Liberrants

Welcome to Liberrants, a blog dedicated to editorials, discussions, and studies of all things libertarian. Don't let the title mislead you; it's merely my attempt to be creative in describing myself as a "hopeful curmudgeon" who embraces the goal of the free, peaceful, economically vibrant society envisioned by America's founding fathers. Jump in! Contribute! Enjoy!

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Location: Tucson, Arizona, United States

A critically thinking curmudgeon whose goal, in addition to creatively venting about the imperfect world in which we live, is to induce critical thinking in others. The ultimate goal is to help bring about a peaceful world in which we can all live in freedom.

Monday, March 06, 2006

More Nonsense From Charley

The statist/socialist half of Charley Reese’s brain has asserted itself again. In today’s column on his King Features site, titled “Losing Our Country”, Charley falls for the straw man argument that “free trade” is destroying America. He decries the fact that America is losing more and more of its economic base in the manufacturing and service sectors to foreign ownership, and is especially indignant at the fact that “45 percent of U.S. government debt is foreign-owned.”

What Charley doesn’t seem to realize, even though he (perhaps unknowingly) acknowledges it in the first sentence of his second paragraph, is that what we have today isn’t “free trade” at all, but “managed trade.” In fact, it should be referred to as “grossly mismanaged trade.” Small wonder that we’re in the dire straits as a nation that we’re in. It’s just too bad that Charley isn’t savvy enough about economics to realize that if genuine “free trade” were actually the order of the day, as just one component of a truly free market economy, he wouldn’t have had any reason to write such an editorial and could have spent his precious time writing one of his usually spot-on critiques of out-of-control federal dictatorship or our hyper-regulated, centrally-managed economy.

It is the latter in particular that is the real cause of job losses abroad and ever-increasing foreign ownership of our assets. Government in America at all levels has made life hell for business owners through a combination of crushing regulation (and its attendant bureaucratic paperwork drills) and confiscatory taxes that have rendered the American economy non-competitive in global terms. I should add that the United Kingdom and the EU are in the same dire straits, neither apparently realizing that they have strangled themselves through miles of red tape.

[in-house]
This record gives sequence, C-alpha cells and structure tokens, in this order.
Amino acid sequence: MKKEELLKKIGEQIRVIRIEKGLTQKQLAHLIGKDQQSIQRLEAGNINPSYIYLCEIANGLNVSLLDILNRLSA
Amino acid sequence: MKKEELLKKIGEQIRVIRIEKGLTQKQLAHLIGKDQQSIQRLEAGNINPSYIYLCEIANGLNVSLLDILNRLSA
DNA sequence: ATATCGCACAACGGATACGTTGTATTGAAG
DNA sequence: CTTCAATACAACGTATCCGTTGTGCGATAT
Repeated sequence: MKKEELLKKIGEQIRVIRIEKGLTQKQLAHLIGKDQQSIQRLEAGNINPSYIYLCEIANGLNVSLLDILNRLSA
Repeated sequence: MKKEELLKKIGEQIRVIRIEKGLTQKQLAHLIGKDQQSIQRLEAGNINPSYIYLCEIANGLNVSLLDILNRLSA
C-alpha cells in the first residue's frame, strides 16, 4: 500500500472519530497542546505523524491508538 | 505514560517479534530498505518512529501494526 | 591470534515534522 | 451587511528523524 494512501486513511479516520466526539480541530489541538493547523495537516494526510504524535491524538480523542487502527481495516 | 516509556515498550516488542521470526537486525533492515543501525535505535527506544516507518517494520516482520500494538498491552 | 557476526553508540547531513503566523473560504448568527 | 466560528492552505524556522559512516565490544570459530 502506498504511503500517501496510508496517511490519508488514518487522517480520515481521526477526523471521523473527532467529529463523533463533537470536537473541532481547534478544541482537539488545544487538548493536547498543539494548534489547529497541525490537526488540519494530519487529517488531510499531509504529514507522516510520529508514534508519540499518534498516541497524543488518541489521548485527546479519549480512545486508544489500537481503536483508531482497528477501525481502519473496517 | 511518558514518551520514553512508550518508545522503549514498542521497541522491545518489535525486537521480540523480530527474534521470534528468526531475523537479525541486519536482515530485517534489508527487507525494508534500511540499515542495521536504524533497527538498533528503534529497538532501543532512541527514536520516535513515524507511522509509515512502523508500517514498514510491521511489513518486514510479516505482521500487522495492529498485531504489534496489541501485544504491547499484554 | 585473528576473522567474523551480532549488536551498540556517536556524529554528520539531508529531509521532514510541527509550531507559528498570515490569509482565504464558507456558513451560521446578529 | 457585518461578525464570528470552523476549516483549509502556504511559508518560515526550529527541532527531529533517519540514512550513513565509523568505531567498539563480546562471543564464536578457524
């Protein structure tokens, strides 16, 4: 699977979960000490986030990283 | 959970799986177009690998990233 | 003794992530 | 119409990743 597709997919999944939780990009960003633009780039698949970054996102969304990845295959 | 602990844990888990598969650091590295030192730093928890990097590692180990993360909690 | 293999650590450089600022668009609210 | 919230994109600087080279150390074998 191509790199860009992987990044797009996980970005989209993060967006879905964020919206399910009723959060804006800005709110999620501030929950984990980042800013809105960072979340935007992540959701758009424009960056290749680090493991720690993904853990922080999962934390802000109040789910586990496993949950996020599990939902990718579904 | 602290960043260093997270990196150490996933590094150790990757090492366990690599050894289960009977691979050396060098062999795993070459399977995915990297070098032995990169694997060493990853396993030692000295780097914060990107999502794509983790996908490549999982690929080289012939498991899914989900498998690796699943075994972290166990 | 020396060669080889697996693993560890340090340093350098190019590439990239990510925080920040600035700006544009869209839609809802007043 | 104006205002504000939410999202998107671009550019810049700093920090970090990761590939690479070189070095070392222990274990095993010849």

As for the growing foreign ownership of American assets, particularly by Asian entities, I can only say, what else did you expect? After all, who do you think is financing our runaway deficit spending and reckless inflation of our currency? Although the Asian nations have been the biggest investors in U.S. treasury bonds of late, it is hard for anyone to believe that these nations really expect a meaningful return on investment in these instruments. A much smarter investment strategy is to use their dollars to buy up tangible assets such as real estate, businesses, and industrial capital. It is we, after all, who have of our own free will sold them these stocks of seed corn in order to allow us to maintain our never-satisfied consumer economy. You have to foot the bill for it at some point.

It is this combination of a state-shackled economy and irresponsible monetary policy that has led to the decline of the American manufacturing and service sector, not “cheap wages” in the Third World, as Charley states. It is highly likely that, absent such things as OSHA, the EPA, and the capital gains tax, to name just a few current destructive obstacles, that businesses would not be quite so eager to move abroad. As for the argument sure to follow this statement that “well, then Americans would all be working for fifteen cents an hour”, I say BRAVO SIERRA! If American manufacturers want to pay American workers sub-minimum wage, they will quickly find that they will have no market whatsoever for their products. It is only the American consumer who now justifies the operation of the manufacturing centers in Malaysia, the Philippines, and El Salvador. Without their disposable income, the manufacturing sector has no raison d’etre.

I won’t even go into the reasons why it would be unwise, as Charley suggests, to slap punitive tariffs on foreign-made goods in order to “compensate” for the lost profits to American workers. Three words should suffice: Smoot-Hawley Tariff. I could go on, but economists far more firmly grounded in the principles of the Free Market than I have made much better arguments (see here, here, and here, just for starters). The point is that without the distorting affects of state intervention in trade and the supply of money, a balance would be found that keeps all peoples and nations satisfied and that would restore the benefits accrued through free trade and the maximizing of comparative advantage.